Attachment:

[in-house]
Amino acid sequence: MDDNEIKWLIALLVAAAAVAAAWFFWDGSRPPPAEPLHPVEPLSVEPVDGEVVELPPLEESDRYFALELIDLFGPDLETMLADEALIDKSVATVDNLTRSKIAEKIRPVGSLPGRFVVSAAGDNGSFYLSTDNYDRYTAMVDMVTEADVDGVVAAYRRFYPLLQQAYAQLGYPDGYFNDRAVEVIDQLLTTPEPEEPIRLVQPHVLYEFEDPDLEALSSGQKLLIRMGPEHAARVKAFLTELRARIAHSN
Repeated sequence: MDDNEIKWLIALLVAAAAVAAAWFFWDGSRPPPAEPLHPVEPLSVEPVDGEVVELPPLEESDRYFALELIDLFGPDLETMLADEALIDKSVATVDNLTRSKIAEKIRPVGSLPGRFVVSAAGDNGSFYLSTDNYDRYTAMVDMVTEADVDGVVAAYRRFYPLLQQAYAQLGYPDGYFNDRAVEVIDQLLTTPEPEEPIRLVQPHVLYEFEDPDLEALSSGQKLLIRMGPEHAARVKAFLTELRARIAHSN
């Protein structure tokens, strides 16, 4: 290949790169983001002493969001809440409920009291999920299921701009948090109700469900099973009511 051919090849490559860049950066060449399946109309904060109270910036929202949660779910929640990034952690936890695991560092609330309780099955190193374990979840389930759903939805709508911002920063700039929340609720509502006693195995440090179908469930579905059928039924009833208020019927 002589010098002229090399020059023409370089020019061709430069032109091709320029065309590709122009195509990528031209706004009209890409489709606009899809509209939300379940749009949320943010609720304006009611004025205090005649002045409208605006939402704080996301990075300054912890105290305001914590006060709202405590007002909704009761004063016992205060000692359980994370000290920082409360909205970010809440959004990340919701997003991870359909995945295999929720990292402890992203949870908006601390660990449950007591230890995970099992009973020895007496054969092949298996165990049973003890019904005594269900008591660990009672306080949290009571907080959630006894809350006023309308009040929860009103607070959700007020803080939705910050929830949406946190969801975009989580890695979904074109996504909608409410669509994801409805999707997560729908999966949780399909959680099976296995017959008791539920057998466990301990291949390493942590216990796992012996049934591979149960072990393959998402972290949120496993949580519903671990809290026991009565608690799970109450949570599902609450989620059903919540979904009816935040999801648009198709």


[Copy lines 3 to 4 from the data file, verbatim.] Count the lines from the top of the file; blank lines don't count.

Repeated sequence: MDDNEIKWLIALLVAAAAVAAAWFFWDGSRPPPAEPLHPVEPLSVEPVDGEVVELPPLEESDRYFALELIDLFGPDLETMLADEALIDKSVATVDNLTRSKIAEKIRPVGSLPGRFVVSAAGDNGSFYLSTDNYDRYTAMVDMVTEADVDGVVAAYRRFYPLLQQAYAQLGYPDGYFNDRAVEVIDQLLTTPEPEEPIRLVQPHVLYEFEDPDLEALSSGQKLLIRMGPEHAARVKAFLTELRARIAHSN
């Protein structure tokens, strides 16, 4: 290949790169983001002493969001809440409920009291999920299921701009948090109700469900099973009511 051919090849490559860049950066060449399946109309904060109270910036929202949660779910929640990034952690936890695991560092609330309780099955190193374990979840389930759903939805709508911002920063700039929340609720509502006693195995440090179908469930579905059928039924009833208020019927 002589010098002229090399020059023409370089020019061709430069032109091709320029065309590709122009195509990528031209706004009209890409489709606009899809509209939300379940749009949320943010609720304006009611004025205090005649002045409208605006939402704080996301990075300054912890105290305001914590006060709202405590007002909704009761004063016992205060000692359980994370000290920082409360909205970010809440959004990340919701997003991870359909995945295999929720990292402890992203949870908006601390660990449950007591230890995970099992009973020895007496054969092949298996165990049973003890019904005594269900008591660990009672306080949290009571907080959630006894809350006023309308009040929860009103607070959700007020803080939705910050929830949406946190969801975009989580890695979904074109996504909608409410669509994801409805999707997560729908999966949780399909959680099976296995017959008791539920057998466990301990291949390493942590216990796992012996049934591979149960072990393959998402972290949120496993949580519903671990809290026991009565608690799970109450949570599902609450989620059903919540979904009816935040999801648009198709």